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Reviewed: Big Finish’s Torchwood – Drive

Torchwood has recently seemed to have a thing about placing the action in as small a space as possible, with the car-based The Three Monkeys just four releases prior to this and the brilliant and socially claustrophobic Rhys and Ianto’s Excellent Barbecue coming out the month after that. But when the sound design sells the idea so well that you think you’re in a car with the cast, why not revisit the trick?

The only downside, in this case, is that the cover for Torchwood: Drive shows a typical London taxi, and once again uses a left-hand drive vehicle, when the story is in fact set in Cardiff.

Naoki Maori’s Toshiko Sato is the focus of this episode set during (or even before) Series 1, as she hails a cab and then essentially drags the driver into the story with her as she tracks down a criminal with a personal teleporter.

Tosh thinks it’s just an adolescent who has got their hands on the teleporter, and they’re using it to create havoc in the city by robbing the kind of high-street stores and businesses (legitimate or otherwise) you would see in pre-recession Britain. There’s even a scene that follows a robbery at Chicken Village, a side-track for the plot, that’s delivered slightly for comedy relief but also plants this story firmly in Cardiff.

In fact, what this story really is is a guided tour to mid-2000s Cardiff, geographically and politically, primarily for the benefit of Tosh who is yet to be fully comfortable in the city. Don’t go listening to Drive on the move elsewhere, because otherwise exploration of your own surroundings will conflict with the very detailed map of Cardiff being drawn up in your mind.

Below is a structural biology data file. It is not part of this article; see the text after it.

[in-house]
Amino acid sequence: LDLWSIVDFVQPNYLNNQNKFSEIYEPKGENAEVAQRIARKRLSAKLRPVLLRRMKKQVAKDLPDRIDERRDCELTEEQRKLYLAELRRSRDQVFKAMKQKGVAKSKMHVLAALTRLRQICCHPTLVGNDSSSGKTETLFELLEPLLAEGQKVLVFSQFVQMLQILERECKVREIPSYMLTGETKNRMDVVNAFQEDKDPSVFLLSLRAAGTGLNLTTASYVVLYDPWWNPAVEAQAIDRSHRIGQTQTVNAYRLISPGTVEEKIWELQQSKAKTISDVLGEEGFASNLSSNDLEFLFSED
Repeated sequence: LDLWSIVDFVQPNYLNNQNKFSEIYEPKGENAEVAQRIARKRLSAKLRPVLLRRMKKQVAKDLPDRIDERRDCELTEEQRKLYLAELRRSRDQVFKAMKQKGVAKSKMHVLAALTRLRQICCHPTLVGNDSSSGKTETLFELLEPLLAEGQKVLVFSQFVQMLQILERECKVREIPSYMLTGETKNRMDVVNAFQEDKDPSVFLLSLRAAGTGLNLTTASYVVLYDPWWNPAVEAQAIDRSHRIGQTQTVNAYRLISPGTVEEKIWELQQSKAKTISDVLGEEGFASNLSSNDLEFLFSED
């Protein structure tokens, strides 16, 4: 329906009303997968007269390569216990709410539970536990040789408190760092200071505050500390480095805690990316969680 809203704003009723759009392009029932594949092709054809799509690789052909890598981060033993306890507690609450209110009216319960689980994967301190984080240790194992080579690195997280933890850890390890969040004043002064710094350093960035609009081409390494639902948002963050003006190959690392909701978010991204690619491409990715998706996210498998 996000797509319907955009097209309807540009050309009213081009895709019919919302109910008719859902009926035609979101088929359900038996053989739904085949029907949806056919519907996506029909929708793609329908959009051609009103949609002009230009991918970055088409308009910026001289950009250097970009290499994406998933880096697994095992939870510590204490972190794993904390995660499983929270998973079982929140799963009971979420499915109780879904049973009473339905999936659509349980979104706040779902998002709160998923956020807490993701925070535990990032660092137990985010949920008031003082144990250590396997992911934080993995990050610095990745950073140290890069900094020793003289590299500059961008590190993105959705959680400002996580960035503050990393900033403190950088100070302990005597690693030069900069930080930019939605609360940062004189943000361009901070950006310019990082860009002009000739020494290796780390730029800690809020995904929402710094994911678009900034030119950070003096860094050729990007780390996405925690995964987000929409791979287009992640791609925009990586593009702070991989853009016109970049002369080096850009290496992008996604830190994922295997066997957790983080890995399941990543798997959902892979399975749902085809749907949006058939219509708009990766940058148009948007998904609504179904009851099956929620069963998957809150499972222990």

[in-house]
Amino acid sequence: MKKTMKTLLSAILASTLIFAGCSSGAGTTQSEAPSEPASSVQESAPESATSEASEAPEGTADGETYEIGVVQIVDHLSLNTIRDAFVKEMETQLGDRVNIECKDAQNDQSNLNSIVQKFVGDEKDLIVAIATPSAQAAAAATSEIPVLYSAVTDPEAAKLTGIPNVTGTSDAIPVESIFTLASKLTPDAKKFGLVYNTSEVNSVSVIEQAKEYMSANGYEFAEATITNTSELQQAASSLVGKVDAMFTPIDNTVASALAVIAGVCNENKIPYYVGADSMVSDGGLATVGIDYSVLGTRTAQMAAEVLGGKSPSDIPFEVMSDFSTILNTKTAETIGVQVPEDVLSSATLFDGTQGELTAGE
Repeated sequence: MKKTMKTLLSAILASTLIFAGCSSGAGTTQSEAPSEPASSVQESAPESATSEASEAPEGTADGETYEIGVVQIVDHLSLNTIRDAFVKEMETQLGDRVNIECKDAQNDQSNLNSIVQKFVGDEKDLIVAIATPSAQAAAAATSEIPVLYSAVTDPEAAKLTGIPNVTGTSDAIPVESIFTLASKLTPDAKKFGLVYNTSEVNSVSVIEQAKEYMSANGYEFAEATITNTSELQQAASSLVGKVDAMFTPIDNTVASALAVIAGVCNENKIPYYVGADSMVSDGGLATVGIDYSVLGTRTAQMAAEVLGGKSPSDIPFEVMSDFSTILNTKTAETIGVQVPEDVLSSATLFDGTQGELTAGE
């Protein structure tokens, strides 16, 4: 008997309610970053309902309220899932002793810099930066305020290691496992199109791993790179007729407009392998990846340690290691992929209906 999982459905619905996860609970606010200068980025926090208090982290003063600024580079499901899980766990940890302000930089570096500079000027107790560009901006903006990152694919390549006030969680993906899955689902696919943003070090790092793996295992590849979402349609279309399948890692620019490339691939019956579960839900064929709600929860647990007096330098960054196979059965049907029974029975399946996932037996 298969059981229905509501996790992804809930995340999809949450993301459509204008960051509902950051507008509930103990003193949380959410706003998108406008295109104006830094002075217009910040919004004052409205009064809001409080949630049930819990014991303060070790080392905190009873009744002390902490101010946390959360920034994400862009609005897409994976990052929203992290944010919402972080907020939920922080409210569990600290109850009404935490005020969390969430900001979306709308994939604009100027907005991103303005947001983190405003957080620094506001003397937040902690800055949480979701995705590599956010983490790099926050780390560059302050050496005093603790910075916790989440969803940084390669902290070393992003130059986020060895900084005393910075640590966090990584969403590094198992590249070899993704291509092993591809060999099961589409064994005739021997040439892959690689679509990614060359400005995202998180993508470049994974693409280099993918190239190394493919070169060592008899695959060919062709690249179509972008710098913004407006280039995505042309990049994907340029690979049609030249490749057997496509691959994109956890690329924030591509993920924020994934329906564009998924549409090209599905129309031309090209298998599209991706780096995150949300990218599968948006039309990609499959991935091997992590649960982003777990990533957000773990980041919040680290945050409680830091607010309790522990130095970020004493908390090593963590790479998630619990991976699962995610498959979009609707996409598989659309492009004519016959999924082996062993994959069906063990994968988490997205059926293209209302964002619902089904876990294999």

It’s very much like a Series 1 episode in that way, with a Cardiff taxi replacing the Torchwood SUV as the plot zips about the city and encounters the mix of economic left-behinds and ambitious but shifty entrepreneurs. And of course the big threat is humanised in a small-scale but emotional way that reminds you it wasn’t easy for everyone in Wales at that time.

Tosh is also against the clock during her hunt for the teleporter in Drive, with a group of gunmen after the same person she is. It’s an oddly used plot point: though it does lead to stand-off scenes, you can tell fairly quickly that the addition of a menacing counterforce on the same hunt isn’t going to add too much substance to the drama. The focus is on Tosh and two totally new characters in her taxi driver Fawzia and the man they’re chasing, and it doesn’t really need more than that carried through.

It’s good to hear Mori back in the hotseat, and the brilliant Suzanne Packer alongside her in recording as Fawzia, but having a Tosh so early in her Torchwood timeline and without the relationship with her colleagues to explore does make the story feel a little flat, even if the end scene is incredibly Torchwood.

Torchwood: Drive is available now from Big Finish.

Ida Wood

Reviewed: Big Finish’s Torchwood – Drive

by Ida Wood time to read: 2 min
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